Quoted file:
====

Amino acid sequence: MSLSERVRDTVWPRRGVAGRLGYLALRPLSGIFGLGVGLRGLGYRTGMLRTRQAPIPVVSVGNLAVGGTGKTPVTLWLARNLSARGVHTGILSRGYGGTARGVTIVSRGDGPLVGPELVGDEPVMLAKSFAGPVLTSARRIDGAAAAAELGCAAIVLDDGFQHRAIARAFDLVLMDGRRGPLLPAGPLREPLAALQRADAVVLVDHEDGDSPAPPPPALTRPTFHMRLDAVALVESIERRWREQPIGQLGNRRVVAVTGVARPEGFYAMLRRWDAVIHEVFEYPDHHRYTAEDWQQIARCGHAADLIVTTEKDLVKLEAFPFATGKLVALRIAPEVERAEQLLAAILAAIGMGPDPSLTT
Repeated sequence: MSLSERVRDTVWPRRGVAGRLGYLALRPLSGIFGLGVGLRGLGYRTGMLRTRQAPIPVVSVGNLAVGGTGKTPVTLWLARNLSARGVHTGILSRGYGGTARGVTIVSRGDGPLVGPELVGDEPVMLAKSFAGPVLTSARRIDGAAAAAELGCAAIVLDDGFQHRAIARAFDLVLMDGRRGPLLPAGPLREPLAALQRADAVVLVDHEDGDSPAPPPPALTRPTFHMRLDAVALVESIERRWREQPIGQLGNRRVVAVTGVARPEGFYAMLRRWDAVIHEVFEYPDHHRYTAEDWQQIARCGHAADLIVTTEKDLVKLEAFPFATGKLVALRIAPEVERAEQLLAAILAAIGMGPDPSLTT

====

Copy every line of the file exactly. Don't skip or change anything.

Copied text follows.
Amino acid sequence: MSLSERVRDTVWPRRGVAGRLGYLALRPLSGIFGLGVGLRGLGYRTGMLRTRQAPIPVVSVGNLAVGGTGKTPVTLWLARNLSARGVHTGILSRGYGGTARGVTIVSRGDGPLVGPELVGDEPVMLAKSFAGPVLTSARRIDGAAAAAELGCAAIVLDDGFQHRAIARAFDLVLMDGRRGPLLPAGPLREPLAALQRADAVVLVDHEDGDSPAPPPPALTRPTFHMRLDAVALVESIERRWREQPIGQLGNRRVVAVTGVARPEGFYAMLRRWDAVIHEVFEYPDHHRYTAEDWQQIARCGHAADLIVTTEKDLVKLEAFPFATGKLVALRIAPEVERAEQLLAAILAAIGMGPDPSLTT
Repeated sequence: MSLSERVRDTVWPRRGVAGRLGYLALRPLSGIFGLGVGLRGLGYRTGMLRTRQAPIPVVSVGNLAVGGTGKTPVTLWLARNLSARGVHTGILSRGYGGTARGVTIVSRGDGPLVGPELVGDEPVMLAKSFAGPVLTSARRIDGAAAAAELGCAAIVLDDGFQHRAIARAFDLVLMDGRRGPLLPAGPLREPLAALQRADAVVLVDHEDGDSPAPPPPALTRPTFHMRLDAVALVESIERRWREQPIGQLGNRRVVAVTGVARPEGFYAMLRRWDAVIHEVFEYPDHHRYTAEDWQQIARCGHAADLIVTTEKDLVKLEAFPFATGKLVALRIAPEVERAEQLLAAILAAIGMGPDPSLTT